My first choice would be a better public transit system with dense development at the nodes, more than one axis across town, 24 hour service and no urine smell but until that day — anyone want to start a bus company?

October 11, 2013
by dave
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Turning the lights on from PagerDuty

IFTTT screenshotI recently slept through a PagerDuty incident — or rather, I woke up, looked at the back of my phone, assumed that I dreamt it and went back to sleep. I can do better…what if PagerDuty incidents could turn on the lights for me?

So I picked up a Belkin WeMo Switch, which is an internet enabled on/off switch that works with anything. Honestly, I am pretty disappointed with it; the mobile app is crappy and it essentially went dead after a firmware upgrade and most importantly, there’s no documented API. Next time (or this time…I might end up returning it if it keeps falling off the network), I’ll go with the Philips Hue Wireless Lighting, although I really wanted a PagerDuty alert to start the kettle as well.

Since there’s no public API for the WeMo, I’m going to work through If This Then That, which is always a fun thing to plug into. IFTTT doesn’t take PagerDuty webhooks (not yet anyway, I’m pestering them now), so I’m going to repurpose a PHP code sample that I wrote for a customer to send IFTTT an email with one tag if the lights should go on, and another if they should go off (on incident resolution).

As a side note, this was my first time using Runscope1 to test and debug some code. Wow, is that a smooth product! Basically I tell PagerDuty to send the webhook to Runscope, and Runscope forwards it along to my script but lets me view, edit and replay traffic between them. This was a very simple project, so I didn’t save more than 20 minutes, but I’ll be using it again in the future for sure. 2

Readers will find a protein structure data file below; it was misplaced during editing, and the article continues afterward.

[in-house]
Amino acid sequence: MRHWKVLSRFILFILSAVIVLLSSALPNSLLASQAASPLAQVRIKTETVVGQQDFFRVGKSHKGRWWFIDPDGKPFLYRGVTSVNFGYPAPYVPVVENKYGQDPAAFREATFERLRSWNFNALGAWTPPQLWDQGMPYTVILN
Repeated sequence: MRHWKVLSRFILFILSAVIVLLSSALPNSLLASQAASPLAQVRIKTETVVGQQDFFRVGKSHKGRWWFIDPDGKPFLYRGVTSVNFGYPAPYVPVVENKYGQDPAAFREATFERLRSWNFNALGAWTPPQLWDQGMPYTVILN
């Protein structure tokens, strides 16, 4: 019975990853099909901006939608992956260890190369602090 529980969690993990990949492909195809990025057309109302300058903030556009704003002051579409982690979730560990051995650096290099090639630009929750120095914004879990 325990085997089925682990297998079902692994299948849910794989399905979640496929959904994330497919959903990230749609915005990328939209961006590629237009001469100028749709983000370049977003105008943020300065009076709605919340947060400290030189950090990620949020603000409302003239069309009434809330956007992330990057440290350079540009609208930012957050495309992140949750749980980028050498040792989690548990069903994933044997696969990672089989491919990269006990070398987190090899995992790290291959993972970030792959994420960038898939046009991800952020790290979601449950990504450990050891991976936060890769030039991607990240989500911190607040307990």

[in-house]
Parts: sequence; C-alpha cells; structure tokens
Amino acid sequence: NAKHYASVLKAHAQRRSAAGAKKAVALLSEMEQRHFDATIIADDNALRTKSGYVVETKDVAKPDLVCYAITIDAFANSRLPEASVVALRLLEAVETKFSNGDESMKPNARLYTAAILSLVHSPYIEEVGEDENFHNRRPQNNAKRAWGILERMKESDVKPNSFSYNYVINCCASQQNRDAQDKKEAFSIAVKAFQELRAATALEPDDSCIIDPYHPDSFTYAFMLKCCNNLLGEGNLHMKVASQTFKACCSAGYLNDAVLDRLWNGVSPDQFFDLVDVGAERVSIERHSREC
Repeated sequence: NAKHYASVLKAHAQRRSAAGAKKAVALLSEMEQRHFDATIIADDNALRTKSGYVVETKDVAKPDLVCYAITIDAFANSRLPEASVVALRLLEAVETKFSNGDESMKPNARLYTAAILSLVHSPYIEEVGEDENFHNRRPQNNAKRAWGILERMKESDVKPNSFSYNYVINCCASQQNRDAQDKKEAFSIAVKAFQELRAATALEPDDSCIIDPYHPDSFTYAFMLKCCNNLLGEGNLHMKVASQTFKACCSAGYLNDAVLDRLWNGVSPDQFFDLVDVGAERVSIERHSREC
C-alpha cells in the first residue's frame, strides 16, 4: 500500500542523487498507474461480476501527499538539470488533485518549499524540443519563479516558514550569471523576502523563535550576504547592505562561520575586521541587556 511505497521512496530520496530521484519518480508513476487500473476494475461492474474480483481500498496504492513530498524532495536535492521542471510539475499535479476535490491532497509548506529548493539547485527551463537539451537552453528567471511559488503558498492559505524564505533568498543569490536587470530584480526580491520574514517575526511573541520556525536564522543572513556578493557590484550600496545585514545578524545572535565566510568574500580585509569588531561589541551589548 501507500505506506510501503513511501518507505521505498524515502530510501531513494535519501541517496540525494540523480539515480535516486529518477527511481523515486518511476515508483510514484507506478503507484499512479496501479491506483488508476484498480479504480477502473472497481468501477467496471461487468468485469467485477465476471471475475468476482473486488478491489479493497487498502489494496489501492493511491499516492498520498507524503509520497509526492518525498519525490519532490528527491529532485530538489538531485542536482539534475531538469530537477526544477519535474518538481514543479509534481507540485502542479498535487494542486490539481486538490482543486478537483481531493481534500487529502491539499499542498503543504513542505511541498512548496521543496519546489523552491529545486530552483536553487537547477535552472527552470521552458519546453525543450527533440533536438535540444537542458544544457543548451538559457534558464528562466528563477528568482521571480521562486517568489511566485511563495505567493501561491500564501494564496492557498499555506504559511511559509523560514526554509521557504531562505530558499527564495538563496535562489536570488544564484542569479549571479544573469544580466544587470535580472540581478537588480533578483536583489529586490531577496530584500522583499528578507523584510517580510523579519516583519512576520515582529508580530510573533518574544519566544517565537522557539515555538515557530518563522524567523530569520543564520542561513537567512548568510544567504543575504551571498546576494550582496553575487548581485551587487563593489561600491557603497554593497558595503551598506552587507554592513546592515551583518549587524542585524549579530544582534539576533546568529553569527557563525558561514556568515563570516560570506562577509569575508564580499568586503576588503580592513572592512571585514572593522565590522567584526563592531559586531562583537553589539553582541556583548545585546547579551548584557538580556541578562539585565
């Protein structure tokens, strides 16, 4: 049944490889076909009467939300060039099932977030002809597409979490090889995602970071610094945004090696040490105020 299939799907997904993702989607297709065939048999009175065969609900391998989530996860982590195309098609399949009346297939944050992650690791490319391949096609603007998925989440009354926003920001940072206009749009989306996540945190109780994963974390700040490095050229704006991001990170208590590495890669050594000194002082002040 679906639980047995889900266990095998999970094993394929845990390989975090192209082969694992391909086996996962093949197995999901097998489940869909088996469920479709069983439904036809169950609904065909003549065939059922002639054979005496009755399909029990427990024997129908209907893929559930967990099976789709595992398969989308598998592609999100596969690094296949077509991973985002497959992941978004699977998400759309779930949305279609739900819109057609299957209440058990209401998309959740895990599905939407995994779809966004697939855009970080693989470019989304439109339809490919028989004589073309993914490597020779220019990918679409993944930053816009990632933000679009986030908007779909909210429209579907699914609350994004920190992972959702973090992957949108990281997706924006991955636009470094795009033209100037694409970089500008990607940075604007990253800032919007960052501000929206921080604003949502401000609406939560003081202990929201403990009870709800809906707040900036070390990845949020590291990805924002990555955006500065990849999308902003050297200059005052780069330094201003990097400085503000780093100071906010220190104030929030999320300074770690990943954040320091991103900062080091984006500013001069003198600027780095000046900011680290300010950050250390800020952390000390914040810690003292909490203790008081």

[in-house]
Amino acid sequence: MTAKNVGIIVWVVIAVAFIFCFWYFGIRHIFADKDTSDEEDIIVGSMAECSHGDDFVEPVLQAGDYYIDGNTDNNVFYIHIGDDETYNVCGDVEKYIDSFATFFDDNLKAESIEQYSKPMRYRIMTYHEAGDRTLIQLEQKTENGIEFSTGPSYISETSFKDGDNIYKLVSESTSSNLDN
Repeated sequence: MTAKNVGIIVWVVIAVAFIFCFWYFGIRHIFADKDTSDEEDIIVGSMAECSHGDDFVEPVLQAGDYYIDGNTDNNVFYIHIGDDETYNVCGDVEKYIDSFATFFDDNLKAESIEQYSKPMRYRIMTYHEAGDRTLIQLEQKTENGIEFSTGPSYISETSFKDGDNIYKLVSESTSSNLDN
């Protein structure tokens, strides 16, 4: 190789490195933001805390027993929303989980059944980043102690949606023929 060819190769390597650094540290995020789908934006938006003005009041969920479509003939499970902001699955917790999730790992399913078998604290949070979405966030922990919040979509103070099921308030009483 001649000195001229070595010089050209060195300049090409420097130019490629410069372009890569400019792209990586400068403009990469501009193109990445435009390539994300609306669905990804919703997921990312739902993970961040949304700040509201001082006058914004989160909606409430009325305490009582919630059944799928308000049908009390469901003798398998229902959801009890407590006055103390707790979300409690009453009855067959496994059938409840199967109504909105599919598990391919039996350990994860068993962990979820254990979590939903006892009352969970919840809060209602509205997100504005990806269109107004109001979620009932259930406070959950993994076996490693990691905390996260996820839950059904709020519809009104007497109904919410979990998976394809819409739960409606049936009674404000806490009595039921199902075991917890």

Anyway, the whole thing works. It takes about 5-15 seconds between the incident firing and the light turning on:
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  1. I have fond memories of using Fiddler locally, Runscope is Fiddler++ and it works for web glue
  2. As a weird co-incidence, one of the Runscope co-founders also worked for IFTTT, and before that he worked for yet another company whose product I used today — SF is a small place, you should totally live here

September 2, 2013
by dave
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Making things: t-shirt edition

I’m addicted to making things, and Zazzle (among others) feeds that addiction. Most of my designs are pretty simple puns, but the most important thing about humour is knowing your audience and sometimes you need to crack open a PBR and moan about hipsters in the mission.